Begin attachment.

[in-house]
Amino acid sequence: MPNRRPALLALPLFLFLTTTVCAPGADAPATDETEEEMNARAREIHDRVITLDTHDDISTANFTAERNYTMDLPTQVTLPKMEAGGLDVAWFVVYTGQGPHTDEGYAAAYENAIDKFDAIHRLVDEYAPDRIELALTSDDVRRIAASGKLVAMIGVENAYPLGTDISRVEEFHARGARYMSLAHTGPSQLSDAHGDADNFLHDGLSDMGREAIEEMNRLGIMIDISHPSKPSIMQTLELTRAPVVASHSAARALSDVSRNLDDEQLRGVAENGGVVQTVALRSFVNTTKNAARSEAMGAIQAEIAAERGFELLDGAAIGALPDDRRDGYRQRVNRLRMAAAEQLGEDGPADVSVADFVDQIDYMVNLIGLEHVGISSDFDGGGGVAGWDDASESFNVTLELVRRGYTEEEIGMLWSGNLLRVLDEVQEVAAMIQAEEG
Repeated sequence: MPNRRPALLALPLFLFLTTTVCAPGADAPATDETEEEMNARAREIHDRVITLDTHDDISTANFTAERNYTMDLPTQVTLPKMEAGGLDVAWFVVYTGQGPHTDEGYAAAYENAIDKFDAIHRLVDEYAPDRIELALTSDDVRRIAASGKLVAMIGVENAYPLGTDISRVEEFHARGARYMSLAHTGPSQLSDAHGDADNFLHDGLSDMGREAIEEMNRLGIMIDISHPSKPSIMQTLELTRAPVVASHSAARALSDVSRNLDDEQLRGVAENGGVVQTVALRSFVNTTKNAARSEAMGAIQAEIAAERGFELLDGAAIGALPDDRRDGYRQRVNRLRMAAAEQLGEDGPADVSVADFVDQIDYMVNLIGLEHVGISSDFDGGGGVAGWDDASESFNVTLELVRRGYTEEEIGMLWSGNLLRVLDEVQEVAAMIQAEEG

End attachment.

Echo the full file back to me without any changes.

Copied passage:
[in-house]
Amino acid sequence: MPNRRPALLALPLFLFLTTTVCAPGADAPATDETEEEMNARAREIHDRVITLDTHDDISTANFTAERNYTMDLPTQVTLPKMEAGGLDVAWFVVYTGQGPHTDEGYAAAYENAIDKFDAIHRLVDEYAPDRIELALTSDDVRRIAASGKLVAMIGVENAYPLGTDISRVEEFHARGARYMSLAHTGPSQLSDAHGDADNFLHDGLSDMGREAIEEMNRLGIMIDISHPSKPSIMQTLELTRAPVVASHSAARALSDVSRNLDDEQLRGVAENGGVVQTVALRSFVNTTKNAARSEAMGAIQAEIAAERGFELLDGAAIGALPDDRRDGYRQRVNRLRMAAAEQLGEDGPADVSVADFVDQIDYMVNLIGLEHVGISSDFDGGGGVAGWDDASESFNVTLELVRRGYTEEEIGMLWSGNLLRVLDEVQEVAAMIQAEEG
Repeated sequence: MPNRRPALLALPLFLFLTTTVCAPGADAPATDETEEEMNARAREIHDRVITLDTHDDISTANFTAERNYTMDLPTQVTLPKMEAGGLDVAWFVVYTGQGPHTDEGYAAAYENAIDKFDAIHRLVDEYAPDRIELALTSDDVRRIAASGKLVAMIGVENAYPLGTDISRVEEFHARGARYMSLAHTGPSQLSDAHGDADNFLHDGLSDMGREAIEEMNRLGIMIDISHPSKPSIMQTLELTRAPVVASHSAARALSDVSRNLDDEQLRGVAENGGVVQTVALRSFVNTTKNAARSEAMGAIQAEIAAERGFELLDGAAIGALPDDRRDGYRQRVNRLRMAAAEQLGEDGPADVSVADFVDQIDYMVNLIGLEHVGISSDFDGGGGVAGWDDASESFNVTLELVRRGYTEEEIGMLWSGNLLRVLDEVQEVAAMIQAEEG